People seeking power either to feed their material desires, or in a lust for fame, are the least suited to hold power and will inevitably abuse it, putting their own gain before their duties to the State.  Only those who care the least about material comforts or the adoration of the mob can be expected to lead their society responsibly and intelligently.  Thus, the first division Plato proposes is between those who seek wealth and are denied political power, versus those who care little about gaining wealth for themselves and thus can be trusted to protect the rest:  the producers and the guardians.  These guardians are warrior-philosophers, devoted to a lifetime of physical and intellectual training, including martial and gymnastic practice, geometry, music and philosophy.  The producers want wealth and are welcome to pursue it; in exchange, they support the leadership and obey its instructions.  Among the guardians, the younger and more high-spirited individuals serve as auxiliaries, using their military training to enforce the law and to protect against invaders; they are driven by their thumos, and prefer honor over wealth, so they are rewarded with military honors and accolades for their service.  The older and wisest seek neither praise nor wealth, but wish mostly to be allowed to pursue knowledge; these are the leaders who guide the state out of a sense of duty, sharing the fruits of their learning to direct the state justly and wisely.  In return for their service, they are allowed ample time for study and philosophic contemplation.  Neither the guardians nor the auxiliaries are allowed any private property; they are supported entirely by the State, which collects taxes from the producers.  They thus have no incentive to accept bribes, or to engage in aggressive wars to gain loot, or any of the other personal or corporate corruptions that would undermine the smooth running of the state; they simply live peacefully as far as they can, prepared to defend the modest national wealth they possess but otherwise seeing to their own welfare.  Plato’s ideal republic is, in short, a society where those who have money are denied power, and those who have power are denied money but instead “give according to their abilities and receive according to their needs,” as a later philosopher put it.  Furthermore, Plato explicitly links the mixing of economic and political power as the corruption that undermines even the best state and, step by step, leads it to tyranny, where the government is entirely devoted to the profit of the tyrant and his toadies.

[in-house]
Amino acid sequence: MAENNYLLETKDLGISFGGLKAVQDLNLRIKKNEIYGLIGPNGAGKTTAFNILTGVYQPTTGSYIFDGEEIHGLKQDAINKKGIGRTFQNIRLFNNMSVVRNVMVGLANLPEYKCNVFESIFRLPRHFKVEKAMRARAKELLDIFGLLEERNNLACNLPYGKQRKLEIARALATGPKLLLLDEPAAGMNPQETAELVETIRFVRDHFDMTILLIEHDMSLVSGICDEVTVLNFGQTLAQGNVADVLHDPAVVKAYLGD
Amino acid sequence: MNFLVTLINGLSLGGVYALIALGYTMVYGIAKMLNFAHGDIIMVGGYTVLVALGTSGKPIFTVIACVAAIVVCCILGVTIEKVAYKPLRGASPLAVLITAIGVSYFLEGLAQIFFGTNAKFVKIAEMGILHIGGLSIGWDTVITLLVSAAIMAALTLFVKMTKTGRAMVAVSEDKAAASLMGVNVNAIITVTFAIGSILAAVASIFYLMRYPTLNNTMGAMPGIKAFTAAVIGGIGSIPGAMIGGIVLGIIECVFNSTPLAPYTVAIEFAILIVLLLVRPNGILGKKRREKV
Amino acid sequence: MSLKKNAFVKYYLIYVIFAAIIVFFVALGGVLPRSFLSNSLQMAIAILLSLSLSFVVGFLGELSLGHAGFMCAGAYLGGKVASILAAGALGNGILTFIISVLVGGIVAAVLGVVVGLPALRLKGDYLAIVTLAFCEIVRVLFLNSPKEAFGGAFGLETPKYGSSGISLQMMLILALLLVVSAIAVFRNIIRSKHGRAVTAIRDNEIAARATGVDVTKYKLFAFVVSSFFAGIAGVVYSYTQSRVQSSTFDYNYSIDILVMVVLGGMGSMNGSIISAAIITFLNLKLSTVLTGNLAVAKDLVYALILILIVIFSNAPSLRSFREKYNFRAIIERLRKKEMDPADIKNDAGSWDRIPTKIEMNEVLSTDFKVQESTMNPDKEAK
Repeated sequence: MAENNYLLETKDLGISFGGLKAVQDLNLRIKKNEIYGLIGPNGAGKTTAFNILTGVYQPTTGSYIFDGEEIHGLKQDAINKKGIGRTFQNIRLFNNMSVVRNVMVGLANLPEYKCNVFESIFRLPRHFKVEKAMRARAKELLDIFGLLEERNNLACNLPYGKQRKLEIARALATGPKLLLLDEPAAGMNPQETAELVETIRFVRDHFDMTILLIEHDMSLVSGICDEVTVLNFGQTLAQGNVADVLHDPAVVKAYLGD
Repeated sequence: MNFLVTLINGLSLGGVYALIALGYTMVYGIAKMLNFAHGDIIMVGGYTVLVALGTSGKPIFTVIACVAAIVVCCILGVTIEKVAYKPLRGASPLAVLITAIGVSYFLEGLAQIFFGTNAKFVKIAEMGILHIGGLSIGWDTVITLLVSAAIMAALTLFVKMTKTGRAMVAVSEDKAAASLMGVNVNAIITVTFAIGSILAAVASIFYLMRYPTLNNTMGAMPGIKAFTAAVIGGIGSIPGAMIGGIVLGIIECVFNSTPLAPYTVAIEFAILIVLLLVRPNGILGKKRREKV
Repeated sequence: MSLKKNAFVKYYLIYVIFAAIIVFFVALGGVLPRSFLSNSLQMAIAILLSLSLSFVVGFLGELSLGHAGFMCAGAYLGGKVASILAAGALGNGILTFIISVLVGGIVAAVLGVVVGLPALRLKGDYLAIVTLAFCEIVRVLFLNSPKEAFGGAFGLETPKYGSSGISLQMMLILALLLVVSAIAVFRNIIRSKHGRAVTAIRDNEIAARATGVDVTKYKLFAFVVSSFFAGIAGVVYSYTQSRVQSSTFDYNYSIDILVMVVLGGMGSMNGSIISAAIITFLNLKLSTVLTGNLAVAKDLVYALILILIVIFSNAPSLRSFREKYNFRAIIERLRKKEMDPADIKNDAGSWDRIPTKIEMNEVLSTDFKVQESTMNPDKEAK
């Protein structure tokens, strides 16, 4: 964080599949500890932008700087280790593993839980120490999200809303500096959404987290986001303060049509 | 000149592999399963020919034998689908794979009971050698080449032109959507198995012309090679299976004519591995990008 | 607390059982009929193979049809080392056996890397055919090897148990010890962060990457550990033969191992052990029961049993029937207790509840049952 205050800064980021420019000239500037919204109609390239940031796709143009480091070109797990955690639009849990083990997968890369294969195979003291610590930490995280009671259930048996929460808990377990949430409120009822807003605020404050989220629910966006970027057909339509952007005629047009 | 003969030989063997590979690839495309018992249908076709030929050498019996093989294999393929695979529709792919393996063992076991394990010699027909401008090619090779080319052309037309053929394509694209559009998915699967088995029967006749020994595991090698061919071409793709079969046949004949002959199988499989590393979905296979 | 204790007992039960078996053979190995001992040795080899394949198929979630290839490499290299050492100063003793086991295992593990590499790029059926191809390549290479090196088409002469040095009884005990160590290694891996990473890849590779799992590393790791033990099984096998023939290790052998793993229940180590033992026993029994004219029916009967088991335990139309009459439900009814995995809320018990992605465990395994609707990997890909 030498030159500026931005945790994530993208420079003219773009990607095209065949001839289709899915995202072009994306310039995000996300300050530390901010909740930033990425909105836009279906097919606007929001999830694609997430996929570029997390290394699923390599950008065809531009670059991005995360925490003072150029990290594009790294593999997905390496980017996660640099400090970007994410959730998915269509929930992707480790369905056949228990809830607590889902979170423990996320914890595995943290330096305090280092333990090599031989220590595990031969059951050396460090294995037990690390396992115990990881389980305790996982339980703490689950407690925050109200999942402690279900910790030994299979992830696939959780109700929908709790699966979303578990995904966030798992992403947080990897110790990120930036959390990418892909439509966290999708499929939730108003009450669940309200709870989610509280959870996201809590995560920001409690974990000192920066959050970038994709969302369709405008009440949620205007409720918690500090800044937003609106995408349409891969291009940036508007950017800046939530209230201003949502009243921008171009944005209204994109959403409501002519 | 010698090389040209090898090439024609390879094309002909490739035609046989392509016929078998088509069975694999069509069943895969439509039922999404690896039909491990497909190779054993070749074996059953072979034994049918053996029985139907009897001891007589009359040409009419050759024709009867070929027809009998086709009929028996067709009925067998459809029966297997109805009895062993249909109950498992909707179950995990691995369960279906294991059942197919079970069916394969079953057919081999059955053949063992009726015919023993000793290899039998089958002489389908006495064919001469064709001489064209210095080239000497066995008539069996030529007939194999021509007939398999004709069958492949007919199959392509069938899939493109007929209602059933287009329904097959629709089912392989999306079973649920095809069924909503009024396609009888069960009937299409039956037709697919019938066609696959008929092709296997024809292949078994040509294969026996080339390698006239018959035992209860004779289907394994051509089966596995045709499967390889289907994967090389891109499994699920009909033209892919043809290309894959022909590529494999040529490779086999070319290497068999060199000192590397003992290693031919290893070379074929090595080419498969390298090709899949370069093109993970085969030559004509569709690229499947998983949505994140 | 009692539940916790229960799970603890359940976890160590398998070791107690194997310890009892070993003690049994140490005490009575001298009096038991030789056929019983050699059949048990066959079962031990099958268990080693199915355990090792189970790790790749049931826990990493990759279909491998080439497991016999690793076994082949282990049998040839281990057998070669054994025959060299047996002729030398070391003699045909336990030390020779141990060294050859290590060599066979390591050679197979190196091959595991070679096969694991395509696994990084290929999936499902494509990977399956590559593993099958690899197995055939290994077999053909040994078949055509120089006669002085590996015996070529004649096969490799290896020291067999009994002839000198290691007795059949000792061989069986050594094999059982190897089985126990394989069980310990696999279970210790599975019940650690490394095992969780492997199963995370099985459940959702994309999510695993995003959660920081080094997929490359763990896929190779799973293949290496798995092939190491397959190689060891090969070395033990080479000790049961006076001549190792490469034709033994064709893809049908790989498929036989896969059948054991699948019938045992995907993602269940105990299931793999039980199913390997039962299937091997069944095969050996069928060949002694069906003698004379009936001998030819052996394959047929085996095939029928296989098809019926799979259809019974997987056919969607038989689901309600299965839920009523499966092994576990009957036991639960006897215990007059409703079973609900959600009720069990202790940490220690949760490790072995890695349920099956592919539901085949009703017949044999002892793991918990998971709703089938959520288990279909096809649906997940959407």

Aristotle is also aware that differences in wealth can undermine a nation, and the desire for wealth can corrupt its leaders; but he rejects Plato’s radical solution of doing away with private wealth (at least for the leadership) altogether.  He agrees that the citizens definitely share some things; “at the very least, a constitution being a form of association, they must share in the territory, the single territory of a single state, of which single state the citizens are sharers.”[1]  But in Plato’s ideal republic, the Guardians are to have literally all things in common:  not only having common meals and sharing all property, but even sharing wives and children.[2]  Aristotle criticizes this excessive unity.  While it is possible to imagine such a society, Aristotle says that in fact the state benefits from being a diverse association.  Different individuals, with different abilities and aims, come together and work together for the benefit of the whole; that is what makes the state more self-sufficient than the individual or even the household.[3]  And while Plato explicitly seeks to break down the natural family relationships among the Guardians so that all will equally care for all the children, Aristotle argues that in fact this will lead to weakening concern for any children.  He makes a similar argument when it comes to property in general.[4]  Where one person is responsible for one household, that person will take care of the people and associated property; there are clearly designated areas of responsibility for each person.  Where everyone is equally responsible for caring for all the children and maintaining all the property, no individual has a specific responsibility to do anything.  When everyone is responsible, no one is responsible.  Thus, Aristotle argues, it is better that each man be responsible for his own wife and children, and that the property of the state be divided, some (like temples) for common use and cared for by the people as a whole, while others (such as farms and other means of production) privately owned, the responsibility of particular individuals who will bear the consequences if they neglect their proper work.